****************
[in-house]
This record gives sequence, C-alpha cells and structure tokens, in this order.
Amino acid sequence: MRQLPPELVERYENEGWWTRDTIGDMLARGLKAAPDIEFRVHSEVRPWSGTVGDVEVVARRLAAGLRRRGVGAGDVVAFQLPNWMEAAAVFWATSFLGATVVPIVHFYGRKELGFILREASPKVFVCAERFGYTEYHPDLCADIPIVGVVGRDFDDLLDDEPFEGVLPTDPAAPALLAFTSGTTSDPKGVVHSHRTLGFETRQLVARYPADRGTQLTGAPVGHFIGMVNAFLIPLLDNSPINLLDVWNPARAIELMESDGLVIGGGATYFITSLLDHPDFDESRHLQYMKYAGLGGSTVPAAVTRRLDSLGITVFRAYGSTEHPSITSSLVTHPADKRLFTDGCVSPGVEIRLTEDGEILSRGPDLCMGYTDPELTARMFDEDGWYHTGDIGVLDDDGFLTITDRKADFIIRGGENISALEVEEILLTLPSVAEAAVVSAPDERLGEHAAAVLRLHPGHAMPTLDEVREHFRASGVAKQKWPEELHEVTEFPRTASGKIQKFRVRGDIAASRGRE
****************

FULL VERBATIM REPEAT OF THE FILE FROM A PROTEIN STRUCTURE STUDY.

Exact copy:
[in-house]
This record gives sequence, C-alpha cells and structure tokens, in this order.
Amino acid sequence: MRQLPPELVERYENEGWWTRDTIGDMLARGLKAAPDIEFRVHSEVRPWSGTVGDVEVVARRLAAGLRRRGVGAGDVVAFQLPNWMEAAAVFWATSFLGATVVPIVHFYGRKELGFILREASPKVFVCAERFGYTEYHPDLCADIPIVGVVGRDFDDLLDDEPFEGVLPTDPAAPALLAFTSGTTSDPKGVVHSHRTLGFETRQLVARYPADRGTQLTGAPVGHFIGMVNAFLIPLLDNSPINLLDVWNPARAIELMESDGLVIGGGATYFITSLLDHPDFDESRHLQYMKYAGLGGSTVPAAVTRRLDSLGITVFRAYGSTEHPSITSSLVTHPADKRLFTDGCVSPGVEIRLTEDGEILSRGPDLCMGYTDPELTARMFDEDGWYHTGDIGVLDDDGFLTITDRKADFIIRGGENISALEVEEILLTLPSVAEAAVVSAPDERLGEHAAAVLRLHPGHAMPTLDEVREHFRASGVAKQKWPEELHEVTEFPRTASGKIQKFRVRGDIAASRGRE